Last month, my letter to A.J. was about his wonderful level of commitment to his “girlfriend” at his age. She’s not his REAL girlfriend. But they developed a deep connection in Pre-K that was just like puppy love. She’s moved out of state with her family and he assured me they’re NOT broken up. Instead, they’ll see each other again and pick up where they ended. I wish adult relationships were so simple. This month, I’m tackling his young observations about race in this country. Or what I call “Brown Boy Reality.” It’s part of a monthly blogging project, “Letters to Our Children” inspired by LaShawn Wiltz from Everyday Eyecandy.
We haven’t had THE TALK about race, fear, danger, profiling, getting frisked and stopped by the police for no damn reason except being Black.
But our son has been very observant about how people are treated differently because of their skin color.
When Mama & Dada were talking in the car the other day and describing people that we knew, you interrupted us and said, “Can you please stop talking about skin color?”
We were just describing people we’d worked with in the past. One was a Black guy. The other was White guy.
But to you, two references about race was just too much. That’s perfectly OK.
You need to listen to conversations people have about skin color because one day they’ll be talking about you. In fact, it’s already happened. I’ve overheard little kids when we’re out and about refer to you as “the brown boy,” not in a bad way, but because they don’t see about of brown people like us very often.
This week, you’ve told me about your lessons in school about Dr. Martin Luther King and Jackie Robinson. I’m delighted that your teachers shared their stories of struggle and their fight for fairness. I reminded you that your grandparents endured similar segregation and discrimination. Although your lesson emphasized how much things have improved for Brown people since the 60’s because White and Brown children can go to the same schools, I know that you’re smart enough to know that everything isn’t perfect.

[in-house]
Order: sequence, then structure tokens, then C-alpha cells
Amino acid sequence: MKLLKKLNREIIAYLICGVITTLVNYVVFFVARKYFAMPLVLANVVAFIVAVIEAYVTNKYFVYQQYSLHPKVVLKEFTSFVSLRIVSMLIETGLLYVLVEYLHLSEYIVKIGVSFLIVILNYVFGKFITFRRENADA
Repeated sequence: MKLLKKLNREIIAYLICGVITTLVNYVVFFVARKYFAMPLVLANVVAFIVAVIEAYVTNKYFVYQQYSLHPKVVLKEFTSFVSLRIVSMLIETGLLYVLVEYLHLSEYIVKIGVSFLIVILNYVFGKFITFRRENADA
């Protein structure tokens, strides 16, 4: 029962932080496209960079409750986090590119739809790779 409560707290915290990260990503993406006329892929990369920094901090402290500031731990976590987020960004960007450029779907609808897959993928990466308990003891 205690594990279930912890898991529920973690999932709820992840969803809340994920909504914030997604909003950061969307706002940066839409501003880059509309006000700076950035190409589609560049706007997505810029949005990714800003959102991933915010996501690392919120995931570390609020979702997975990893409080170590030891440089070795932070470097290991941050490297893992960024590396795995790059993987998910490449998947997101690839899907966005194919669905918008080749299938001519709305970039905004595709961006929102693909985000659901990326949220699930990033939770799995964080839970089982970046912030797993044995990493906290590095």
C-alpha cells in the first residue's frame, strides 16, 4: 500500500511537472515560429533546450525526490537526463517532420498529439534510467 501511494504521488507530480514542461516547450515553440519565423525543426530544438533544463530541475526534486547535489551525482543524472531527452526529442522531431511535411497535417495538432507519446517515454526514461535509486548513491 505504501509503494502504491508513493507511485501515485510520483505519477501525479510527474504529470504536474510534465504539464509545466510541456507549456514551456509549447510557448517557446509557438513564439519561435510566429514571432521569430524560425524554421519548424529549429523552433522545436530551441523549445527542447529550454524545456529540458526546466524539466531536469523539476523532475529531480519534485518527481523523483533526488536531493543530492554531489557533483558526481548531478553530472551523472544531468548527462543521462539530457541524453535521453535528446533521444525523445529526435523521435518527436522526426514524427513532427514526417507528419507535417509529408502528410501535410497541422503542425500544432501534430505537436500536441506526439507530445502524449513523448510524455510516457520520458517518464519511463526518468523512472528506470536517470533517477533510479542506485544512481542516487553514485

When you’ve heard Donald Trump talk on the news and former Bill Clinton criticize Trump about race, you immediately became uncomfortable and needed a few hugs.
“Are they going to hurt Brown people?”
“Will he try to punch us?!”
I wish I could say that everything will always be O.K. That no one will ever hurt you because you’re a Brown Boy. They may try. Mama and Dada pray for your safety all the time.
For now, keep your ears open. Listen and observe. Ask questions and we will give you the best answers we can. And we’ll also tell you about our experiences when people were UNFAIR to us because of our skin color.
There are more moving letters to our children to read this month. Head on over to Yum Mommy to explore her letter to her little ones. Be sure to follow the circle all the way around to enjoy all our of content.